Quick links and long reads

A roundup of links. 

The case against long, murky supply chains.

How one innovative brand is using blockchain to enable transparency in sourcing.

And on that debate about fibres. “If you want to be as eco-friendly as possible, there is only one thing you need to remember: use your clothes until they are worn out.  That is more important than all other aspects, such as how and where the clothes were manufactured and the materials they are made of” – Sandra Roos, researcher.

Can we design cities that make us kinder?

Men who feel secure in their manhood are more comfortable going green. And vice versa.

The behavioural economics of recycling.

Sneakers from recycled chewing gum. And here’s how two Indian entrepreneurs are cleverly recycling shoes.

With China effectively banning low quality recyclable materials, local governments around world are struggling with how to clean up their recycling streams. In Canada, co-mingled recycling programs are associated with significantly higher contamination rates.

Even Theresa May wants to see the end of single use plastic.

I appreciate the ACCC, and this is an interesting case taking on unsubstantiated environmental claims. So is this one.

Quick links and long reads

Some links for you, on this public holiday. 

‘Made in Australia’ might mean using more carbon than elsewhere.

The word Koala is thought to mean ‘no drink’. So when they start to drink, scientists worry.

Good thing then, about Australia’s hidden water.

Speaking of landscapes and the ground, Christine Jones, who is a soil scientist, explains in this podcast episode how mycorrhizal fungi work and why they are so important. I love her food analogies – hyphae are like ‘fairy floss’ and soil rich in organic matter is ‘chocolate cake’.

Aussie brush turkeys are, amongst other things, great composters.

Lastly, if you’re curious about the controversy surrounding the date of Australia Day, read what historian (and friend of mine), Stef Bonatti has to say.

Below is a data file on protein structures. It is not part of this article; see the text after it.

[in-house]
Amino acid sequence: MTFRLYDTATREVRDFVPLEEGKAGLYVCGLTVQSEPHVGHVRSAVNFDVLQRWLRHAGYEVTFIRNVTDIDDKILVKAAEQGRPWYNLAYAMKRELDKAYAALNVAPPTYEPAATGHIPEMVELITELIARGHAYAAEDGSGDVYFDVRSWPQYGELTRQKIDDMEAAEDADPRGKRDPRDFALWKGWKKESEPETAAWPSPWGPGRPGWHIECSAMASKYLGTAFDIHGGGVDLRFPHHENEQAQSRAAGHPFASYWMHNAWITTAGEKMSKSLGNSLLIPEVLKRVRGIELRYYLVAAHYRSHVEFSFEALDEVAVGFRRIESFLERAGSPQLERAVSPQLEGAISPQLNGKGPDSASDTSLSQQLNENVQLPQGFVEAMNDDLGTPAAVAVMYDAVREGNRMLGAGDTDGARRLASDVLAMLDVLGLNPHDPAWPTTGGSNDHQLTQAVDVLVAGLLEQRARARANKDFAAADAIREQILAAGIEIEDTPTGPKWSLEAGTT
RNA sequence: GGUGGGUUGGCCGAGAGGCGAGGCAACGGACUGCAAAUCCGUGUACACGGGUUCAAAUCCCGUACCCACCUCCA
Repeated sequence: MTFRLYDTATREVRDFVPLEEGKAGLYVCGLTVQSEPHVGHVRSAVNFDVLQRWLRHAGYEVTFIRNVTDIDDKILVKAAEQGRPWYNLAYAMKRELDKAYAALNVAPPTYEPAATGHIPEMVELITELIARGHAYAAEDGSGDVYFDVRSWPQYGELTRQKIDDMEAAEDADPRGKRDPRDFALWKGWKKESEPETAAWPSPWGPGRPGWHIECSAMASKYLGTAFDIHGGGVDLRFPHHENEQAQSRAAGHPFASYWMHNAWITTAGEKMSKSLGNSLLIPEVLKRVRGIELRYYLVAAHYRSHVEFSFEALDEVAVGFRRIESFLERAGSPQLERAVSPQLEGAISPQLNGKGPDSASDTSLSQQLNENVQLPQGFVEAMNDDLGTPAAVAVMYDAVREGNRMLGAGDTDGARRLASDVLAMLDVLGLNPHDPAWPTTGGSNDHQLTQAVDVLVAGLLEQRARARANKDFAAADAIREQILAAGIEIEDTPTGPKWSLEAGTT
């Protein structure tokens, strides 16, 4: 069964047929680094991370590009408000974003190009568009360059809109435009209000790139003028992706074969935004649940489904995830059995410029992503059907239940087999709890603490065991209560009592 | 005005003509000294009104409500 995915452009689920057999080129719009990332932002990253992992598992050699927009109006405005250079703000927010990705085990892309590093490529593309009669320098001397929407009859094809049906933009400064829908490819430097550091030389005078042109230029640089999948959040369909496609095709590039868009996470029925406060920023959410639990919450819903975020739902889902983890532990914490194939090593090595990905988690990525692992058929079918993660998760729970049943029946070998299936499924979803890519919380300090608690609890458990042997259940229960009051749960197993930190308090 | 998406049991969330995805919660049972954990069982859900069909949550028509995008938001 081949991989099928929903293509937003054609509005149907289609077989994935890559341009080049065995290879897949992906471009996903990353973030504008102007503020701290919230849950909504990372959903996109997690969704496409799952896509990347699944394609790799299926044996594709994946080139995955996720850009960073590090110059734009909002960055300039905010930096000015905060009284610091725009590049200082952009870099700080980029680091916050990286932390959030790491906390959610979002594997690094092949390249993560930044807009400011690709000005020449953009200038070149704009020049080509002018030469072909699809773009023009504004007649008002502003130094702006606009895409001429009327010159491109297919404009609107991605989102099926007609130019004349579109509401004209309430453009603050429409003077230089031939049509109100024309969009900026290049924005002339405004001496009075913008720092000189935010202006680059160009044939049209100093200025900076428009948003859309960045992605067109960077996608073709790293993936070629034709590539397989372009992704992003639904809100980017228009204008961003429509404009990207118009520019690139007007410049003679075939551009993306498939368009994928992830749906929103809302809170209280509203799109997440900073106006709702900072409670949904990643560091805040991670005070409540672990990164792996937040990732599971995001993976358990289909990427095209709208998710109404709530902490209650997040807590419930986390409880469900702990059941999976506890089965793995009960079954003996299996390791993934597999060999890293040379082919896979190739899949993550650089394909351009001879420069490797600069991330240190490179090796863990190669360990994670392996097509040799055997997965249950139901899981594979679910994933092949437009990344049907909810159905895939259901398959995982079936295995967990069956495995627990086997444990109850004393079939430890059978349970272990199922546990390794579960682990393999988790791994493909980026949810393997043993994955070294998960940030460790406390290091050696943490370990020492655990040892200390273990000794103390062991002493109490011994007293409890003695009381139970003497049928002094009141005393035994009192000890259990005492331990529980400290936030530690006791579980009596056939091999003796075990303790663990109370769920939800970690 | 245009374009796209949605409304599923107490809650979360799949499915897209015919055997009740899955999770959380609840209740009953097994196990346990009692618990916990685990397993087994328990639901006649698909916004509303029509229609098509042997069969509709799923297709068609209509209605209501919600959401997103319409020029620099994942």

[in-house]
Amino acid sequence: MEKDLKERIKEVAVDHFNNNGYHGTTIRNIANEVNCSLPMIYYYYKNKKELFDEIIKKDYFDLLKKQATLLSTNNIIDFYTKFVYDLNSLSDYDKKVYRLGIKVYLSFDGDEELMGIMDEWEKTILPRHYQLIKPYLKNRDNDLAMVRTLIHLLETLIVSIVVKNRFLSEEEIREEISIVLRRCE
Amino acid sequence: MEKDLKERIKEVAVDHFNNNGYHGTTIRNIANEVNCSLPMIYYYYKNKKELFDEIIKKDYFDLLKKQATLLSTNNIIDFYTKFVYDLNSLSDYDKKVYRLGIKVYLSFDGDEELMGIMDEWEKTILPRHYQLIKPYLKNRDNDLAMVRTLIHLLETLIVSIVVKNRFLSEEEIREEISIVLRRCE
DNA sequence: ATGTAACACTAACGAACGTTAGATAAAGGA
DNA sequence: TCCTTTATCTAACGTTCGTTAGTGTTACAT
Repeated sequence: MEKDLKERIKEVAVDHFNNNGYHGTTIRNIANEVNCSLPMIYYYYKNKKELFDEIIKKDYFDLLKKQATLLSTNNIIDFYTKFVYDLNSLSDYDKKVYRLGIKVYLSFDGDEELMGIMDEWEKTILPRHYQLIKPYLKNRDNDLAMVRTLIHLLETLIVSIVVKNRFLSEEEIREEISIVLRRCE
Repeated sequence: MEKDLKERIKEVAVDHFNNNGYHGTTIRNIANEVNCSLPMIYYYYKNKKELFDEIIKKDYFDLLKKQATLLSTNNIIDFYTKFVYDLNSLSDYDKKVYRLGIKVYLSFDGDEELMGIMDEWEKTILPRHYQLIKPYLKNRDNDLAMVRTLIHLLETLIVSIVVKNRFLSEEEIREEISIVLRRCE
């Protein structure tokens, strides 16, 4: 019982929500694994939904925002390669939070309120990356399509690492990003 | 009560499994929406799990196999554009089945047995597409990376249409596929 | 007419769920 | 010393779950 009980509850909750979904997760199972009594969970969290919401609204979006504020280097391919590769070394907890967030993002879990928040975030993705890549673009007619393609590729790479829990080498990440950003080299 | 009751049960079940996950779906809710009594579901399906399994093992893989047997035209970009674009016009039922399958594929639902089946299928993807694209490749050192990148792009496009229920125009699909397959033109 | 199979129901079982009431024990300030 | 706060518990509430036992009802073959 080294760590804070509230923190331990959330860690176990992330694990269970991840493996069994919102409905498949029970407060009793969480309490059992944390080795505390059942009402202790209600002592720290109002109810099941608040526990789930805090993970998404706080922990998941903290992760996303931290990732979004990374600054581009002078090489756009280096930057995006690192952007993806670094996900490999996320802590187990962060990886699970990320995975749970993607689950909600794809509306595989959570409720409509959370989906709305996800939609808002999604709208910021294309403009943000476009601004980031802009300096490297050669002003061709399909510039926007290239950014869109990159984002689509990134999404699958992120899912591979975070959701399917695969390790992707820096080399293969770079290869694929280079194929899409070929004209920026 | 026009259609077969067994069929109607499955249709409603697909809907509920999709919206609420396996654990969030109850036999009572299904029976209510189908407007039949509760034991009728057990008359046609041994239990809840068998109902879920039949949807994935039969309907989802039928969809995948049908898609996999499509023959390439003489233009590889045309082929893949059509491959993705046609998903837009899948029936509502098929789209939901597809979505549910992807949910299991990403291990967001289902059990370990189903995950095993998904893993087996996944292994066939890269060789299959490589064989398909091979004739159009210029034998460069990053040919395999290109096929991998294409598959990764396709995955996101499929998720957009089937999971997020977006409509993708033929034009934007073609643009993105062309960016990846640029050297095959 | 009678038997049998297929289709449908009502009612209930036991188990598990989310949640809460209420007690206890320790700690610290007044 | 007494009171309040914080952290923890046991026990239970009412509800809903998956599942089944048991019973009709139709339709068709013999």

Image source: ABC

Quick links and long reads

Some links, pour vous. 

The War on Waste came back (or never left, for some of us). Watch all four episodes on iview if you missed the series. In the follow up episode broadcast earlier this month, host Craig Reucassel revisits the issues to find out whether the series had any impact on Australian behaviour. Here’s a link to the survey results (over 36,000 people participated!).

Meanwhile, in Canada, the folks are nice, but very trashy (which I’ve mentioned before). Here’s look at how Toronto’s highly efficient waste management actually obscures the dirty truth from the worse wasters.

A community fridge project in New Zealand, one year later.

Glitter is gaining attention as the next target for micro plastic bans.

This TED talk asks us to reconsider the apocalypse language and scientific jargon to be more persuasive in communicating environmental issues. Completely agree, and part of this relates to who we are speaking to. What works on early adopters doesn’t work for the critical masses (this is a general rule of thumb for social diffusion) who are more attuned to what friends and neighbours say, than scientific evidence.

I replace a whole slew of commercially marketed cleaning products with vinegar. It’s surprisingly effective, but don’t dilute if you want the bacteria killing action.

Quick links and long reads

Happy Sunday folks.

Noticing nature, even in small doses, improves one’s “willingness to share resources and the value placed on community” says a new study out of UBC. Here’s more from different research into the relationship between wellbeing and indoor plants. As if I needed another excuse.

Did you hear about the surfer who built a surfboard with 10,000 cigarette butts? Here’s a video if you want to see how he did it. 

Paris has been making other cities look bad since way back, and now again by putting sparkling water fountains around the city. It’s part of an initiative to encourage Parisians to choose tap water over bottled. Sydney, let’s do this!

A good example of the value of tapping into existing motivations, rather than trying to change a person’s motivations, or ‘motivate’ them.

Return and Earn – the container deposit scheme for NSW kicks off next week!

It’s been a year since California kicked the plastic grocery bag habit and here’s what’s happened since.  And here’s what changed in Canberra in the five years after the ACT banned plastic bags.